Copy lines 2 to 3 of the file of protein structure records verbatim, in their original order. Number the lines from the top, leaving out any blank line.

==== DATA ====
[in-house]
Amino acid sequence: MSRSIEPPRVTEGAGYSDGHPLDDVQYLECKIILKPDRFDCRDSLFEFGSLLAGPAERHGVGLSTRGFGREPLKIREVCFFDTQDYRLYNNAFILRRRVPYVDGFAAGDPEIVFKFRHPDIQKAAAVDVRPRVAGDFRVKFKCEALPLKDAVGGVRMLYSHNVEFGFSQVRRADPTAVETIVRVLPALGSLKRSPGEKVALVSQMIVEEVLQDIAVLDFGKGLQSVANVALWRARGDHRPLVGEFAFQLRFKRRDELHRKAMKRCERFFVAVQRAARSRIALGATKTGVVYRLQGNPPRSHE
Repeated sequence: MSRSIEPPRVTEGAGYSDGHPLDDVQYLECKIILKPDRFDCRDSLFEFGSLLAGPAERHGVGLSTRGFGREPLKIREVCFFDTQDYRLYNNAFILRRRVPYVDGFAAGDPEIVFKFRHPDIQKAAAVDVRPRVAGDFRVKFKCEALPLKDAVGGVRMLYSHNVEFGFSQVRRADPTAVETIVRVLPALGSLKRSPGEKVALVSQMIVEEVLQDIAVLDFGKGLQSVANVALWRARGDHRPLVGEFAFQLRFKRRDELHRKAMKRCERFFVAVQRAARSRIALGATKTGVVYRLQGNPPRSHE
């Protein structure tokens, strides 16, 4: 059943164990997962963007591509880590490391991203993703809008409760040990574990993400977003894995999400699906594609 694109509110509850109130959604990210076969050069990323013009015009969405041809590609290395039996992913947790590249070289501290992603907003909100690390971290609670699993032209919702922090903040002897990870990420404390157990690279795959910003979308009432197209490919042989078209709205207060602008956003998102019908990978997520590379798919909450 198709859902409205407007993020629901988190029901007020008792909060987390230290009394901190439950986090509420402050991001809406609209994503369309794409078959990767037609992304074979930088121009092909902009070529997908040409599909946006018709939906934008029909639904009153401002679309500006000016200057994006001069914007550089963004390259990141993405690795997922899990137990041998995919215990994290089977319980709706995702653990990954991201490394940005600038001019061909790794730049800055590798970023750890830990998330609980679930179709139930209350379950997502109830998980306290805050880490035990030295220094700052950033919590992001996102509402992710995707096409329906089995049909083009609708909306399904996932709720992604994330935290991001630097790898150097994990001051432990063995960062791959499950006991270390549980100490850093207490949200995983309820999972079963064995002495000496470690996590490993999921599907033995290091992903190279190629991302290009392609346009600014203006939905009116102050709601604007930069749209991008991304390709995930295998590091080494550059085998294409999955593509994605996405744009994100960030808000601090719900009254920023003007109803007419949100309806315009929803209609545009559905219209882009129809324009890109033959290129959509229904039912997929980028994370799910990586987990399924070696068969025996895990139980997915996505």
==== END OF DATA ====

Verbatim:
Amino acid sequence: MSRSIEPPRVTEGAGYSDGHPLDDVQYLECKIILKPDRFDCRDSLFEFGSLLAGPAERHGVGLSTRGFGREPLKIREVCFFDTQDYRLYNNAFILRRRVPYVDGFAAGDPEIVFKFRHPDIQKAAAVDVRPRVAGDFRVKFKCEALPLKDAVGGVRMLYSHNVEFGFSQVRRADPTAVETIVRVLPALGSLKRSPGEKVALVSQMIVEEVLQDIAVLDFGKGLQSVANVALWRARGDHRPLVGEFAFQLRFKRRDELHRKAMKRCERFFVAVQRAARSRIALGATKTGVVYRLQGNPPRSHE
Repeated sequence: MSRSIEPPRVTEGAGYSDGHPLDDVQYLECKIILKPDRFDCRDSLFEFGSLLAGPAERHGVGLSTRGFGREPLKIREVCFFDTQDYRLYNNAFILRRRVPYVDGFAAGDPEIVFKFRHPDIQKAAAVDVRPRVAGDFRVKFKCEALPLKDAVGGVRMLYSHNVEFGFSQVRRADPTAVETIVRVLPALGSLKRSPGEKVALVSQMIVEEVLQDIAVLDFGKGLQSVANVALWRARGDHRPLVGEFAFQLRFKRRDELHRKAMKRCERFFVAVQRAARSRIALGATKTGVVYRLQGNPPRSHE